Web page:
About a week ago, a judge in Connecticut determined that competitive cheerleading is not an official sport that colleges can use to meet gender requirements. My reaction upon hearing this was bravo judge, job well done. But this got me thinking about sports in general. What criteria exactly determines what is and what isnít a sport. Now you will never find one right answer, but Iím going to do my best to help clarify that answer by laying out the criteria that I feel best defines what exactly a sport is.
The first and most obvious criterion for a sport is something that requires some sort of athletic or physical exertion while performing the sport in question. You canít call something a sport if you arenít moving around or doing anything involving some serious hand eye coordination. So I would like to apologize to the late Bobby Fischer, just because the International Olympic Committee considers chess a sport, doesnít make it so. Breaking a mental sweat in my book doesnít count as physical activity. My dad always used to crush me in chess but it wouldnít stop me from crossing him up in a pickup basketball game. This also eliminates NASCAR, Formula 1, or racing vehicles of any kind from being considered a sport. NASCAR may be one of the most popular ďsportsĒ in the US, but driving around in circles for five hours in a row doesnít qualify as physical activity in my book. The only physical stress they may experience is holding back a large dump in the middle of the race. That takes some serious talent.
Second, nothing that is choreographed can ever be considered a sport. Sorry cheerleaders of the world, the bus stops here. Athleticism and hard work is only one part of what determines a sport. Iím not taking away from anything that they do, because some of it is pretty impressive, but sports are not choreographed. The wrestlers for the WWE do some pretty amazing things themselves, but I donít see them making ESPN. This rule also goes for synchronizes swimming (which I canít believe I even have to justify) and gymnastics of any kind that are choreographed. This goes hand in hand with another criterion of mine that says the outcome of an event, game or match cannot be determined by a judge. A third party should not be the one to determine the outcome. The people competing in the event should be the ones who control the outcome. If someone is better than me, I donít need a judge to give me a score that lets me know this. Which leads me to my last and most controversial criterion.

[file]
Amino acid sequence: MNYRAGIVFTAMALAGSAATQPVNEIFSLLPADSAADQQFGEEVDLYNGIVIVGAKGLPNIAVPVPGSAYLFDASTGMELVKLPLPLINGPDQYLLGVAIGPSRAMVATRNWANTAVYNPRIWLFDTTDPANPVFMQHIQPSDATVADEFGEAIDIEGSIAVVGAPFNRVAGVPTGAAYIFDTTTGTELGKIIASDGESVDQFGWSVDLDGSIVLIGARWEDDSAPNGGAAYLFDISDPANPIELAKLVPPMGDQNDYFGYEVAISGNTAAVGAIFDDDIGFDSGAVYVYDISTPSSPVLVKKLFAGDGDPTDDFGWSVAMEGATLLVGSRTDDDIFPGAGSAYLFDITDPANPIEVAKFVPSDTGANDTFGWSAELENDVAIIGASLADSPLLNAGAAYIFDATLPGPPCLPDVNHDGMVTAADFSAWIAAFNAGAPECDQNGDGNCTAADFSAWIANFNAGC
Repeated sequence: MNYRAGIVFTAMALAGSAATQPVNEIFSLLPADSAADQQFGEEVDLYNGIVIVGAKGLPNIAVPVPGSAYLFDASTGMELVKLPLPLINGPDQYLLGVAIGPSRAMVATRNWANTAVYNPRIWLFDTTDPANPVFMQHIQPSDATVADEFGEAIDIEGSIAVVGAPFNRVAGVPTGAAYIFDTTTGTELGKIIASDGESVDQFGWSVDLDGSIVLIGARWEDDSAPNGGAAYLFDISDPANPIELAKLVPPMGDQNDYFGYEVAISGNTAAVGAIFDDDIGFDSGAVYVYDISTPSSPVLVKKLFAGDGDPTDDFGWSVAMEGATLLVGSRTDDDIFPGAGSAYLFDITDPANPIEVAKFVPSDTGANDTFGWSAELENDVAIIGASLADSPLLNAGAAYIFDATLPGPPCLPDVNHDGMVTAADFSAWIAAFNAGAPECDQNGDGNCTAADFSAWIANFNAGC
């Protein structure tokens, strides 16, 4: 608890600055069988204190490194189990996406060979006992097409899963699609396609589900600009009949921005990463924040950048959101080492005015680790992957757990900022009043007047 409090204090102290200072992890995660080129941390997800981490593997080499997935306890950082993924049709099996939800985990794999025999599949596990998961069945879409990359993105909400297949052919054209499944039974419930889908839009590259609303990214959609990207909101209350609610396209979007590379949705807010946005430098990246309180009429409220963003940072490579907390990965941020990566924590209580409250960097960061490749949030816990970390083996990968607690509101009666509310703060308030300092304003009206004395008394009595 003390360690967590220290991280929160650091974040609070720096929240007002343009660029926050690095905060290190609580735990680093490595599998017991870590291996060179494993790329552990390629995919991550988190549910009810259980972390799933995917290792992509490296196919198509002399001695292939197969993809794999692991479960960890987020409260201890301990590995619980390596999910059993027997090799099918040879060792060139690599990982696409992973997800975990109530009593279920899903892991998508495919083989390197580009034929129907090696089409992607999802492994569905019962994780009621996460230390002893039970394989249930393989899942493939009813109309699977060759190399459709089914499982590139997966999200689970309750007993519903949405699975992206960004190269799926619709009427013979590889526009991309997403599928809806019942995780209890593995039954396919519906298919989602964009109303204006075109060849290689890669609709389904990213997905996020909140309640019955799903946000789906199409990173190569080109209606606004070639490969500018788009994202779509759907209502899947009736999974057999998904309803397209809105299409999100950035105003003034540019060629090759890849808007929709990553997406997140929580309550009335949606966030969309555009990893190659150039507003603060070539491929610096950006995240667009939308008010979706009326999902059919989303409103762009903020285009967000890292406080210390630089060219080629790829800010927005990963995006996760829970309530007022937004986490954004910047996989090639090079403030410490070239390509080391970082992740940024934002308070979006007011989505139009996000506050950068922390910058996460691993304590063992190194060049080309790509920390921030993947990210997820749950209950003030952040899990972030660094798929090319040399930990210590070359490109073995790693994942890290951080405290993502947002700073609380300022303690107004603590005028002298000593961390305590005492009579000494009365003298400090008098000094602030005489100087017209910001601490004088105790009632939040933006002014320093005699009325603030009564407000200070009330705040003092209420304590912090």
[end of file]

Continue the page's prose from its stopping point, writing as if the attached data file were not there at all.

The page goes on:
For something to be considered a sport there has to be a clear winner and a clear loser. When I think of a sport, I think of two sides competing against one another until the game is over and you have a winner and a loser. When the Red Sox play the Yankees or the Saints play the Colts, there is always a winner and a looser. Something such as a Tennis tournament is acceptable because within the tournament, you have individuals squaring off where the winner advances and the loser goes home. Iím talking about winning and losing at the most basic level. This eliminates primarily all of the Olympic events such as running, swimming, diving, rowing etc. This list could go on for days. I classify these as athletic activities, because there is no question that the people who participate are tremendous athletes, however the events they are performing in donít have true losers. There is no 2nd or 3rd place in real sports. When the Phillies lost the World Series, they didnít stand on a podium and proudly accept a second place trophy. They accepted defeat and went home. You donít compete against times in sports, you compete against the person or team in front of you.